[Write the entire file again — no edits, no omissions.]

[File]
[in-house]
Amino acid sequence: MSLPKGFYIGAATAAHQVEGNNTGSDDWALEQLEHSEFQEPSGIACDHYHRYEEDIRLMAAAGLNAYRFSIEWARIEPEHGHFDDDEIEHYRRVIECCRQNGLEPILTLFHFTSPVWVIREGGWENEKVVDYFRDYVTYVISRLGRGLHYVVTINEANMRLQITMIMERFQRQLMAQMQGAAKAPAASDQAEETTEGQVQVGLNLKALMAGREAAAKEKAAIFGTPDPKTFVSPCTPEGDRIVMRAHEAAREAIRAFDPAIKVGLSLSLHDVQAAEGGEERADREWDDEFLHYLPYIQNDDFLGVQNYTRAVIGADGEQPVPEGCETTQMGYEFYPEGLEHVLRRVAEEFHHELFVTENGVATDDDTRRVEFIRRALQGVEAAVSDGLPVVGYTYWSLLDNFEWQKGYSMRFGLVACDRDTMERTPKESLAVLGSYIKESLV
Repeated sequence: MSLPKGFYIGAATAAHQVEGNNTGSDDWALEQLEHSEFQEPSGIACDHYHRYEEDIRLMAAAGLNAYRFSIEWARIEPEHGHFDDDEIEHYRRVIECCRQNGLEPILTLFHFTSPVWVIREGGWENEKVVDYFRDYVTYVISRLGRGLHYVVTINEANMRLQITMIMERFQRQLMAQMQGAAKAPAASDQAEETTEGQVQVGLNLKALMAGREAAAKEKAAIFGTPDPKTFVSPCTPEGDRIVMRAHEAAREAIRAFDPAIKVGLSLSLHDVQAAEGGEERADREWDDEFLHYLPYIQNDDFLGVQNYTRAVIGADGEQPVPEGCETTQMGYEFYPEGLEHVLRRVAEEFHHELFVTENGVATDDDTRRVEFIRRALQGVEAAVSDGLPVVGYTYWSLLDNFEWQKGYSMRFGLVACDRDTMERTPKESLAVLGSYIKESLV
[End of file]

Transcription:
[in-house]
Amino acid sequence: MSLPKGFYIGAATAAHQVEGNNTGSDDWALEQLEHSEFQEPSGIACDHYHRYEEDIRLMAAAGLNAYRFSIEWARIEPEHGHFDDDEIEHYRRVIECCRQNGLEPILTLFHFTSPVWVIREGGWENEKVVDYFRDYVTYVISRLGRGLHYVVTINEANMRLQITMIMERFQRQLMAQMQGAAKAPAASDQAEETTEGQVQVGLNLKALMAGREAAAKEKAAIFGTPDPKTFVSPCTPEGDRIVMRAHEAAREAIRAFDPAIKVGLSLSLHDVQAAEGGEERADREWDDEFLHYLPYIQNDDFLGVQNYTRAVIGADGEQPVPEGCETTQMGYEFYPEGLEHVLRRVAEEFHHELFVTENGVATDDDTRRVEFIRRALQGVEAAVSDGLPVVGYTYWSLLDNFEWQKGYSMRFGLVACDRDTMERTPKESLAVLGSYIKESLV
Repeated sequence: MSLPKGFYIGAATAAHQVEGNNTGSDDWALEQLEHSEFQEPSGIACDHYHRYEEDIRLMAAAGLNAYRFSIEWARIEPEHGHFDDDEIEHYRRVIECCRQNGLEPILTLFHFTSPVWVIREGGWENEKVVDYFRDYVTYVISRLGRGLHYVVTINEANMRLQITMIMERFQRQLMAQMQGAAKAPAASDQAEETTEGQVQVGLNLKALMAGREAAAKEKAAIFGTPDPKTFVSPCTPEGDRIVMRAHEAAREAIRAFDPAIKVGLSLSLHDVQAAEGGEERADREWDDEFLHYLPYIQNDDFLGVQNYTRAVIGADGEQPVPEGCETTQMGYEFYPEGLEHVLRRVAEEFHHELFVTENGVATDDDTRRVEFIRRALQGVEAAVSDGLPVVGYTYWSLLDNFEWQKGYSMRFGLVACDRDTMERTPKESLAVLGSYIKESLV